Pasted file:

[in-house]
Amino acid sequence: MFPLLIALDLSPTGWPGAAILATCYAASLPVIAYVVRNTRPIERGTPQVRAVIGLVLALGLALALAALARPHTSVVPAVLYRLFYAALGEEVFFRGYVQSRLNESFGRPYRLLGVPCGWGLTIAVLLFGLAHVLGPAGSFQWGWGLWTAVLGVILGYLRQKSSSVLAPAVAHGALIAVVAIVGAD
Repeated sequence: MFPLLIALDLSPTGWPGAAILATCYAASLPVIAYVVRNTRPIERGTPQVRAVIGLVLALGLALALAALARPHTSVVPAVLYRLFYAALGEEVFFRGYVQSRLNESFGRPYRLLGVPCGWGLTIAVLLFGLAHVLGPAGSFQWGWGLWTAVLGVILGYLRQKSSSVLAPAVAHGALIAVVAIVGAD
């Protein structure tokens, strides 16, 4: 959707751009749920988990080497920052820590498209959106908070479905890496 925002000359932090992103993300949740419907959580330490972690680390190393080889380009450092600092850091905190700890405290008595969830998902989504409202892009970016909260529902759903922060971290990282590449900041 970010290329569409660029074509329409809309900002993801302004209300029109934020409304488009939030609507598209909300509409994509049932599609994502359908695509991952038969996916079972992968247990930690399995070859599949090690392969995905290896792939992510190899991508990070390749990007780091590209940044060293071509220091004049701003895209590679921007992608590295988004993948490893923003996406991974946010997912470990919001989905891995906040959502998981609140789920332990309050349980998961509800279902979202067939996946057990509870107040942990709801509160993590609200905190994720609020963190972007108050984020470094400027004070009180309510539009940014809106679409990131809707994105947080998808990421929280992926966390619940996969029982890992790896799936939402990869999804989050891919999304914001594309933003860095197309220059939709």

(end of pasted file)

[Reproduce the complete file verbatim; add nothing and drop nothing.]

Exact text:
[in-house]
Amino acid sequence: MFPLLIALDLSPTGWPGAAILATCYAASLPVIAYVVRNTRPIERGTPQVRAVIGLVLALGLALALAALARPHTSVVPAVLYRLFYAALGEEVFFRGYVQSRLNESFGRPYRLLGVPCGWGLTIAVLLFGLAHVLGPAGSFQWGWGLWTAVLGVILGYLRQKSSSVLAPAVAHGALIAVVAIVGAD
Repeated sequence: MFPLLIALDLSPTGWPGAAILATCYAASLPVIAYVVRNTRPIERGTPQVRAVIGLVLALGLALALAALARPHTSVVPAVLYRLFYAALGEEVFFRGYVQSRLNESFGRPYRLLGVPCGWGLTIAVLLFGLAHVLGPAGSFQWGWGLWTAVLGVILGYLRQKSSSVLAPAVAHGALIAVVAIVGAD
């Protein structure tokens, strides 16, 4: 959707751009749920988990080497920052820590498209959106908070479905890496 925002000359932090992103993300949740419907959580330490972690680390190393080889380009450092600092850091905190700890405290008595969830998902989504409202892009970016909260529902759903922060971290990282590449900041 970010290329569409660029074509329409809309900002993801302004209300029109934020409304488009939030609507598209909300509409994509049932599609994502359908695509991952038969996916079972992968247990930690399995070859599949090690392969995905290896792939992510190899991508990070390749990007780091590209940044060293071509220091004049701003895209590679921007992608590295988004993948490893923003996406991974946010997912470990919001989905891995906040959502998981609140789920332990309050349980998961509800279902979202067939996946057990509870107040942990709801509160993590609200905190994720609020963190972007108050984020470094400027004070009180309510539009940014809106679409990131809707994105947080998808990421929280992926966390619940996969029982890992790896799936939402990869999804989050891919999304914001594309933003860095197309220059939709």